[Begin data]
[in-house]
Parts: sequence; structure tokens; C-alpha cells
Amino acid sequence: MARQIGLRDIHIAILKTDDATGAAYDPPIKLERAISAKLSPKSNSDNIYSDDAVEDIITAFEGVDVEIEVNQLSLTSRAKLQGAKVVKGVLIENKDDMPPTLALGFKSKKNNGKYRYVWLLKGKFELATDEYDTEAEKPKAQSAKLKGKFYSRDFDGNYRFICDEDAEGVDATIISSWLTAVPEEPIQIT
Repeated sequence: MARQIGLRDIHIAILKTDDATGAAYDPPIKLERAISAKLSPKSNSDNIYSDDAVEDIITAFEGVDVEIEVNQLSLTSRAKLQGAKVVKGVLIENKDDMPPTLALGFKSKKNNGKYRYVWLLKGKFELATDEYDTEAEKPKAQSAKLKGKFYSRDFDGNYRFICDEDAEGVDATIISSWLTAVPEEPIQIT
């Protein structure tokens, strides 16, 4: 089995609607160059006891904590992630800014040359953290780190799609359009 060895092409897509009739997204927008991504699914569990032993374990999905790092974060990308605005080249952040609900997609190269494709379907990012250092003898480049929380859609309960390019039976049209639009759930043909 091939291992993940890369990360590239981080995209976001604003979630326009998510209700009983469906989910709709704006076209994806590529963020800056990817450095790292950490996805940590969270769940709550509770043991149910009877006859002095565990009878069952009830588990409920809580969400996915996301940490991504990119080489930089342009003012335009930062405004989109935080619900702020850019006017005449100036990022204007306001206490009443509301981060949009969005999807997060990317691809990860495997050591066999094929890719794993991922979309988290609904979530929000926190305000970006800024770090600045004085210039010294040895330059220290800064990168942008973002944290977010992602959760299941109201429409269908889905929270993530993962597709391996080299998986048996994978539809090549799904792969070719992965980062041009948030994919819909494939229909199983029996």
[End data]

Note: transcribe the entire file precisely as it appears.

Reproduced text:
[in-house]
Parts: sequence; structure tokens; C-alpha cells
Amino acid sequence: MARQIGLRDIHIAILKTDDATGAAYDPPIKLERAISAKLSPKSNSDNIYSDDAVEDIITAFEGVDVEIEVNQLSLTSRAKLQGAKVVKGVLIENKDDMPPTLALGFKSKKNNGKYRYVWLLKGKFELATDEYDTEAEKPKAQSAKLKGKFYSRDFDGNYRFICDEDAEGVDATIISSWLTAVPEEPIQIT
Repeated sequence: MARQIGLRDIHIAILKTDDATGAAYDPPIKLERAISAKLSPKSNSDNIYSDDAVEDIITAFEGVDVEIEVNQLSLTSRAKLQGAKVVKGVLIENKDDMPPTLALGFKSKKNNGKYRYVWLLKGKFELATDEYDTEAEKPKAQSAKLKGKFYSRDFDGNYRFICDEDAEGVDATIISSWLTAVPEEPIQIT
């Protein structure tokens, strides 16, 4: 089995609607160059006891904590992630800014040359953290780190799609359009 060895092409897509009739997204927008991504699914569990032993374990999905790092974060990308605005080249952040609900997609190269494709379907990012250092003898480049929380859609309960390019039976049209639009759930043909 091939291992993940890369990360590239981080995209976001604003979630326009998510209700009983469906989910709709704006076209994806590529963020800056990817450095790292950490996805940590969270769940709550509770043991149910009877006859002095565990009878069952009830588990409920809580969400996915996301940490991504990119080489930089342009003012335009930062405004989109935080619900702020850019006017005449100036990022204007306001206490009443509301981060949009969005999807997060990317691809990860495997050591066999094929890719794993991922979309988290609904979530929000926190305000970006800024770090600045004085210039010294040895330059220290800064990168942008973002944290977010992602959760299941109201429409269908889905929270993530993962597709391996080299998986048996994978539809090549799904792969070719992965980062041009948030994919819909494939229909199983029996």